Mice were injected s.c. in both flanks with 100 μg myelin oligodendrocyte glycoprotein (MOG)35–55 peptide (MEVGWYRSPFSRVVHLYRNGK) dissolved in PBS emulsified in an equal volume CFA-CFA (Difco) supplemented with 5 mg/ml Mycobacterium tuberculosis H37Ra and injected twice i.p. with 200 ng pertussis toxin (List Biological Laboratories) administered on the day of immunization and 48 h later. Clinical assessment of EAE was performed daily after disease induction, according to the following criteria: 0, no disease; 1, tail paralysis; 2, hindlimb weakness or partial paralysis; 3, complete hindlimb paralysis; 4, forelimb and hindlimb paralysis; 5, moribund state. Mean clinical scores on separate days were calculated by adding scores of individual mice and dividing total number of mice in each group, including mice that did not develop signs of EAE. For histopathological studies, spinal cords were dissected from female mice (n = 5/group), fixed in 10% formalin in PBS, and embedded in a single paraffin block. The 6- to 10-μm–thick sections were stained with H&E and luxol fast blue, and stained sections were evaluated for immune cell infiltration and demyelination.

Generation and isolation of dendritic cells

Dendritic cells (DCs) were derived from bone marrow progenitor cells using a previously described method (16). In brief, the femoral and tibial cells were harvested in DC culture medium (RPMI 1640 medium, 10% FCS, 100 U/ml penicillin, 100 μg/ml streptomycin, 20 ng/ml GM-CSF, and 10 ng/ml IL-4) and seeded in 24-well plates at a density of 1 × 106 cells/ml/well. Culture medium was replaced with fresh medium every 3 d. At day 6, dislodged cells were used as bone marrow-derived DCs. Splenic DCs were isolated using CD11c beads (Miltenyi Biotec).

Analysis of Mir-155 expression

For analysis of Mir-155 expression, real-time RT-PCR analyses were carried out using TaqMan miRNA assays (Applied Biosystems) and relative expression was calculated using the CT method, as described, and normalized to uniformly expressed snoRNA135 (Applied Biosystems). Mir-155 values were expressed relative to the expression of snoRNA135. The levels of Mir-155 in CNS-infiltrating DCs during EAE are normalized to DCs isolated from spleen of naive mice.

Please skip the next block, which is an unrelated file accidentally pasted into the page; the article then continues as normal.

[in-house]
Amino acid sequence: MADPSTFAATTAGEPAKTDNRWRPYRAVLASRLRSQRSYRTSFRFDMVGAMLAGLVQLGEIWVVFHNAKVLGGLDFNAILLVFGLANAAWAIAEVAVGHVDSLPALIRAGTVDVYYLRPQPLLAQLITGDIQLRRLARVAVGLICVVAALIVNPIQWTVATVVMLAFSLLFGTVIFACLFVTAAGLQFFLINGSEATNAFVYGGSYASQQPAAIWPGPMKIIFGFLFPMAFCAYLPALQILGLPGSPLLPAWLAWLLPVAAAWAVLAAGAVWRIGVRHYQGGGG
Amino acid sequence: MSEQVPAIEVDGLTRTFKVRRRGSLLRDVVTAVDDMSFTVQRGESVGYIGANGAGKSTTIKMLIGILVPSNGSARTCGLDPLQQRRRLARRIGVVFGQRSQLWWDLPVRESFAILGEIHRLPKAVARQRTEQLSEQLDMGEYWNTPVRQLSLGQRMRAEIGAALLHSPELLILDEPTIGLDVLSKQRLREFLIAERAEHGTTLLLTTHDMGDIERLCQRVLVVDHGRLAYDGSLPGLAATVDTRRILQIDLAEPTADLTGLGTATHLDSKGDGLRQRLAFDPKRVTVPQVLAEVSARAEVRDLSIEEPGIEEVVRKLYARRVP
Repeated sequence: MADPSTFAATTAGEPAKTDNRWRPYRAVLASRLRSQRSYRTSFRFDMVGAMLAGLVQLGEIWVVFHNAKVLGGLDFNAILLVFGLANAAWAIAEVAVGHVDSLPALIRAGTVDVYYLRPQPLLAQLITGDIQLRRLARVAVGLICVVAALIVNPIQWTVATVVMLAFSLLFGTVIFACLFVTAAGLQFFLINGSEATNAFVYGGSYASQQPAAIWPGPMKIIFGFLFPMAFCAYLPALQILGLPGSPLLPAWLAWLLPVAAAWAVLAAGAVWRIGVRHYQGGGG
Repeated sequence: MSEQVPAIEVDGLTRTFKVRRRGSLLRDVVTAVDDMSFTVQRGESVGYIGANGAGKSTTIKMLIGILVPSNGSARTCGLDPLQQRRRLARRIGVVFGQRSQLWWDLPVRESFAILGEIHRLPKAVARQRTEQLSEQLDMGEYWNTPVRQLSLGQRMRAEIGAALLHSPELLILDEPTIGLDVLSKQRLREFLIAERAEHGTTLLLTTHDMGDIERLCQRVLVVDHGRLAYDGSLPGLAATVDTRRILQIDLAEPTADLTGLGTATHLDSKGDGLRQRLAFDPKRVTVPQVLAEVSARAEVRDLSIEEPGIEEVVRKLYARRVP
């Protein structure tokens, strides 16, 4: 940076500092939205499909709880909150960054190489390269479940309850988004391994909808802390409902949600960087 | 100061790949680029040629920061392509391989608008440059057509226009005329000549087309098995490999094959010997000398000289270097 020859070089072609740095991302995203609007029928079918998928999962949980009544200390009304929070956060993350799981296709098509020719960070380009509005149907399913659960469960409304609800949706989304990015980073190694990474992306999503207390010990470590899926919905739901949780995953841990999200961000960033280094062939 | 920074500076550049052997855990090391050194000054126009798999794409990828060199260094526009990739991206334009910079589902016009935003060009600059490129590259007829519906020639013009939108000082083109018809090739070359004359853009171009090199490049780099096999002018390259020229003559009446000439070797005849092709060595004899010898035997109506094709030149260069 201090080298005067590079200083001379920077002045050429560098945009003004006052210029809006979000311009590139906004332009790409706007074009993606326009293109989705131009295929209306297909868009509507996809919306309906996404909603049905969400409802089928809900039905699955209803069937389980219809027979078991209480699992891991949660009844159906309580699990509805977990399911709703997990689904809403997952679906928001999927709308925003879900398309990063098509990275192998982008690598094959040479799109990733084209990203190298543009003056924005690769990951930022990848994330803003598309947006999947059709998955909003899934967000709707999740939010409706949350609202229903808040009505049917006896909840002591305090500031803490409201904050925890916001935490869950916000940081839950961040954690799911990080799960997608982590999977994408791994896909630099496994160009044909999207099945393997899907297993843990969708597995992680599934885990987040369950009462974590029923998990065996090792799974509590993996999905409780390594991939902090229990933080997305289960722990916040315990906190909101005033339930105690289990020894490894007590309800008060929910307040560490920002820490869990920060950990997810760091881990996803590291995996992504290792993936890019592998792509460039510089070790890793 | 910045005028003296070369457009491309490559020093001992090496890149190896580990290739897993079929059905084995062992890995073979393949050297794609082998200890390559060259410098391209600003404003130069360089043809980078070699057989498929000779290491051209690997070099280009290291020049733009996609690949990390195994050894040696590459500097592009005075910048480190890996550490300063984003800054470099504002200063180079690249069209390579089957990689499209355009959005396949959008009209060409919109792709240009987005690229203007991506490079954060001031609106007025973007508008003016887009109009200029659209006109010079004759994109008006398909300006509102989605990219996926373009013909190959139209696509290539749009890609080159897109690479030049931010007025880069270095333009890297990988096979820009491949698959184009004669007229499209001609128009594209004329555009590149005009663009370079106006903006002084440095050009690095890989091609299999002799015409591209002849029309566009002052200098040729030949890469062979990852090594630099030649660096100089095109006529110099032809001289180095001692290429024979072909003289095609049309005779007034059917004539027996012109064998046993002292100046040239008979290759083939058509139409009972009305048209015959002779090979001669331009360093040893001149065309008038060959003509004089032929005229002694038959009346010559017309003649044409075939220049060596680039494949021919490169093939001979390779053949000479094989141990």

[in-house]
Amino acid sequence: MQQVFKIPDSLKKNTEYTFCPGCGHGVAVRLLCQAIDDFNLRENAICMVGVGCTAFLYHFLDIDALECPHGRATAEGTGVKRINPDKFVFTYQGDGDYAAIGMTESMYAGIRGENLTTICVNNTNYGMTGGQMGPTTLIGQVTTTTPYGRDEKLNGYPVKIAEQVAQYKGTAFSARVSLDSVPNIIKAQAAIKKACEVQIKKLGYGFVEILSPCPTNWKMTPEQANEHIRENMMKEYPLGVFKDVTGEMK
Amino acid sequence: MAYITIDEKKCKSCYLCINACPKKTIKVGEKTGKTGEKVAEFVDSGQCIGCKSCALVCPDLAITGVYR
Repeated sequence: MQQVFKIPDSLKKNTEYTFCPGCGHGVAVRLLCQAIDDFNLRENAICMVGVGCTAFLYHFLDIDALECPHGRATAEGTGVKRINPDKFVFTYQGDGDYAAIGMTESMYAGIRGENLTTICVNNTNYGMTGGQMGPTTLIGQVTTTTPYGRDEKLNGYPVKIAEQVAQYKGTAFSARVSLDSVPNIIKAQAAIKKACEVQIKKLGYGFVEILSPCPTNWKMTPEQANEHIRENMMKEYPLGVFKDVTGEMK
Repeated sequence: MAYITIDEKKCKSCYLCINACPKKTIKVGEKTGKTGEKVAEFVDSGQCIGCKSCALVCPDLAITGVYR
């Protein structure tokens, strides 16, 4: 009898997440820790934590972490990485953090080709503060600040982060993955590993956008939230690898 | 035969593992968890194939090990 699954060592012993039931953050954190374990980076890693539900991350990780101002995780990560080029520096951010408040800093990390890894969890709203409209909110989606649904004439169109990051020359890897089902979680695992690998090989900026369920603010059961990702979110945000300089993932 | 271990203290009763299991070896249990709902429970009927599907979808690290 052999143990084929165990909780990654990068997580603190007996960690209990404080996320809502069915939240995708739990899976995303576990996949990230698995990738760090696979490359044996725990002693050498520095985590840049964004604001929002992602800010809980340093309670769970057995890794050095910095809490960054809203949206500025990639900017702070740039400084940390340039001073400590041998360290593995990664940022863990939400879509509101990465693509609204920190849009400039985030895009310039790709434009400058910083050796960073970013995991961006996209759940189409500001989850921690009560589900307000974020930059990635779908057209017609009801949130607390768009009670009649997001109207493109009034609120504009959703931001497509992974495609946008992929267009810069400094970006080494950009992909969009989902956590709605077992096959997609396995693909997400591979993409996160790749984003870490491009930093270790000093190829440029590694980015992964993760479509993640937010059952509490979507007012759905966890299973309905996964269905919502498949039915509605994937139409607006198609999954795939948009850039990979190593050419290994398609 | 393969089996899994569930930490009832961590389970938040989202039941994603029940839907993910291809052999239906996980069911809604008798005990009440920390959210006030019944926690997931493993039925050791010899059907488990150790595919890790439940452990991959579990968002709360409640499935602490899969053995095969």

RNA isolation, cDNA synthesis, and real-time PCR

Total RNA was isolated from cell pellets using RNA easy micro kit (Qiagen). RNA was stored at −80°C. First-strand cDNA synthesis was performed for each RNA sample from 0.5–1 μg total RNA using TaqMan reverse-transcription reagents. cDNA was amplified using sequence-specific primers (probes used were identified by Applied Biosystems assay identification number: IFN-γ, Mm01168134_m1; T-bet, Mm00450960_m1; IL-17, Mm99-999062_m1; RORγt, Mm01261019-m1; IL-17F, Mm00521423_m1; Foxp3, Mm00475151_m1; IL-4, Mm00445259_m1; IL-23R, Mm00519942_m1; IL-23, Mm01160011_m1; IL-12, Mm99999066_m1; IL-6, Mm99999064_m1; IL-1β, Mm01336189_m1; TNF-α, Mm00443258_m1 [Applied Biosystems]) and real-time PCR mix (Applied Biosystems) on ABI7500 cycler. GAPDH gene was used as an endogenous control to normalize for differences in the amount of total RNA in each sample. All values were expressed relative to the expression of GAPDH.

Anti–mir-155 treatment

An antisense oligonucleotide modified by locked nucleotide acid (LNA; Exiqon) was synthesized to inhibit Mir-155. For in vivo anti–mir-155 treatment, 30 μl lipofectamine 2000 (Invitrogen) was mixed with anti–mir-155 (20 μg/mouse) dissolved in 170 μl PBS, and the liposome complexes were administered i.v. to MOG-immunized mice on day 5, 7, 9, and 11 postimmunization. For EAE reversal, Mir-155 inhibitor was administered when a clinical score of ≥1.5 was observed.

Proliferative responses of T cell and cytokine analysis

Spleens or draining lymph nodes (LN; inguinal regions) were harvested and pooled from EAE mice, and single-cell suspensions were prepared. Cells were cultured at 0.5 million/well in 96-well U-bottom plates with a range of concentrations of MOG35–55 peptide in RPMI 1640 medium supplemented with 10% FCS. Plates were pulsed after 60 h of culture with [3H] thymidine at 1 μCi/well for the final 18 h, harvested, and assayed for proliferation. Mean incorporation of thymidine in DNA was measured in triplicate wells and is indicated as cpm. For ELISA, supernatants were harvested at 72 h of culture. The concentrations of indicated cytokines were measured by quantitative capture ELISA, according to the guidelines of the manufacturers (BD Biosciences).

Cell culture

Total CD4+ T cells were cultured with plate-coated anti-CD3 and anti-CD28 mAb (2 μg/ml) for 72 h. For in vitro Th17 cell differentiation, naive CD4+ CD62LhighCD44low T cells from WT and Mir-155−/− mice were sorted by flow cytometry and activated with plate-bound anti-CD3 (2 μg/ml) and anti-CD28 (2 μg/ml) in the presence of TGF-β (3 ng/ml), IL-6 (20 ng/ml), with or without IL-23 (10 ng/ml), IL-1β (10 ng/ml), and TNF-α (10 ng/ml). For Th1 polarization, naive CD4+CD62LhighCD44low T cells were activated with IL-12 (20 ng/ml) in the presence of anti–IL-4 (20 μg/ml). Supernatants from cultures were harvested 4 d after initiation of cultures. IFN-γ and IL-17 in the supernatants were assayed by ELISA kits (BD Biosciences).